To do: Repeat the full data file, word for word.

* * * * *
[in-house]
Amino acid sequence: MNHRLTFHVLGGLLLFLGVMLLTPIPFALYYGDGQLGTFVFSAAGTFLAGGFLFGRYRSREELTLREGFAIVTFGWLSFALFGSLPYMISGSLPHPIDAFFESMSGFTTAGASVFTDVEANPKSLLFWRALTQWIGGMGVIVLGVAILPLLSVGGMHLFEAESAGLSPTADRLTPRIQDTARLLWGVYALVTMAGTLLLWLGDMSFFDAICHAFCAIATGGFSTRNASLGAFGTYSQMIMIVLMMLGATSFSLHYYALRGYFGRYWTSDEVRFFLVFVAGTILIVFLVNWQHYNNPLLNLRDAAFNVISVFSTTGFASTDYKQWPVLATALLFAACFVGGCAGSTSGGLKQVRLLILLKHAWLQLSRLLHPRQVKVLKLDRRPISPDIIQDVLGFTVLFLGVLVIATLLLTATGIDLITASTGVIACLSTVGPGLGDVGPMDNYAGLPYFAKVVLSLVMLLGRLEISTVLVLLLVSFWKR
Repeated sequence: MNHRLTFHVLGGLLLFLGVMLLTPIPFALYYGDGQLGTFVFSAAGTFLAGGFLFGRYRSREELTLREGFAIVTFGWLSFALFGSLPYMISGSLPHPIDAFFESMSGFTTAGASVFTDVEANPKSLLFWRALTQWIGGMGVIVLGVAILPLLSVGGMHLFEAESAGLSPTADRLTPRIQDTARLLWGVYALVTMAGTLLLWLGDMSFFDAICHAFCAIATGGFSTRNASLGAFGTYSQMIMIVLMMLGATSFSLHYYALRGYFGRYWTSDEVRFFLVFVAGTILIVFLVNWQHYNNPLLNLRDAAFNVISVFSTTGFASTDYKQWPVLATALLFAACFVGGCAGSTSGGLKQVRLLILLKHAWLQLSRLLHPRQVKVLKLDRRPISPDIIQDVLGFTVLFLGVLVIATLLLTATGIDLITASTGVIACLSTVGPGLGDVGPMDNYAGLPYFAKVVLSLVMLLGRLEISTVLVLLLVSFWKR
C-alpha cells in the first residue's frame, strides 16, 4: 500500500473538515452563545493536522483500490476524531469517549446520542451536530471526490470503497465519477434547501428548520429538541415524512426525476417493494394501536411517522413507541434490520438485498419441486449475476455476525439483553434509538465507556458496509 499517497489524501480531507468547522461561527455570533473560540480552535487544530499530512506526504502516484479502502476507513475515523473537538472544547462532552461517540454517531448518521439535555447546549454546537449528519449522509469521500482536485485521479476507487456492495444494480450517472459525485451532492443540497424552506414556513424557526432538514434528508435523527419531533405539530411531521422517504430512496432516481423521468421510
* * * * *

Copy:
[in-house]
Amino acid sequence: MNHRLTFHVLGGLLLFLGVMLLTPIPFALYYGDGQLGTFVFSAAGTFLAGGFLFGRYRSREELTLREGFAIVTFGWLSFALFGSLPYMISGSLPHPIDAFFESMSGFTTAGASVFTDVEANPKSLLFWRALTQWIGGMGVIVLGVAILPLLSVGGMHLFEAESAGLSPTADRLTPRIQDTARLLWGVYALVTMAGTLLLWLGDMSFFDAICHAFCAIATGGFSTRNASLGAFGTYSQMIMIVLMMLGATSFSLHYYALRGYFGRYWTSDEVRFFLVFVAGTILIVFLVNWQHYNNPLLNLRDAAFNVISVFSTTGFASTDYKQWPVLATALLFAACFVGGCAGSTSGGLKQVRLLILLKHAWLQLSRLLHPRQVKVLKLDRRPISPDIIQDVLGFTVLFLGVLVIATLLLTATGIDLITASTGVIACLSTVGPGLGDVGPMDNYAGLPYFAKVVLSLVMLLGRLEISTVLVLLLVSFWKR
Repeated sequence: MNHRLTFHVLGGLLLFLGVMLLTPIPFALYYGDGQLGTFVFSAAGTFLAGGFLFGRYRSREELTLREGFAIVTFGWLSFALFGSLPYMISGSLPHPIDAFFESMSGFTTAGASVFTDVEANPKSLLFWRALTQWIGGMGVIVLGVAILPLLSVGGMHLFEAESAGLSPTADRLTPRIQDTARLLWGVYALVTMAGTLLLWLGDMSFFDAICHAFCAIATGGFSTRNASLGAFGTYSQMIMIVLMMLGATSFSLHYYALRGYFGRYWTSDEVRFFLVFVAGTILIVFLVNWQHYNNPLLNLRDAAFNVISVFSTTGFASTDYKQWPVLATALLFAACFVGGCAGSTSGGLKQVRLLILLKHAWLQLSRLLHPRQVKVLKLDRRPISPDIIQDVLGFTVLFLGVLVIATLLLTATGIDLITASTGVIACLSTVGPGLGDVGPMDNYAGLPYFAKVVLSLVMLLGRLEISTVLVLLLVSFWKR
C-alpha cells in the first residue's frame, strides 16, 4: 500500500473538515452563545493536522483500490476524531469517549446520542451536530471526490470503497465519477434547501428548520429538541415524512426525476417493494394501536411517522413507541434490520438485498419441486449475476455476525439483553434509538465507556458496509 499517497489524501480531507468547522461561527455570533473560540480552535487544530499530512506526504502516484479502502476507513475515523473537538472544547462532552461517540454517531448518521439535555447546549454546537449528519449522509469521500482536485485521479476507487456492495444494480450517472459525485451532492443540497424552506414556513424557526432538514434528508435523527419531533405539530411531521422517504430512496432516481423521468421510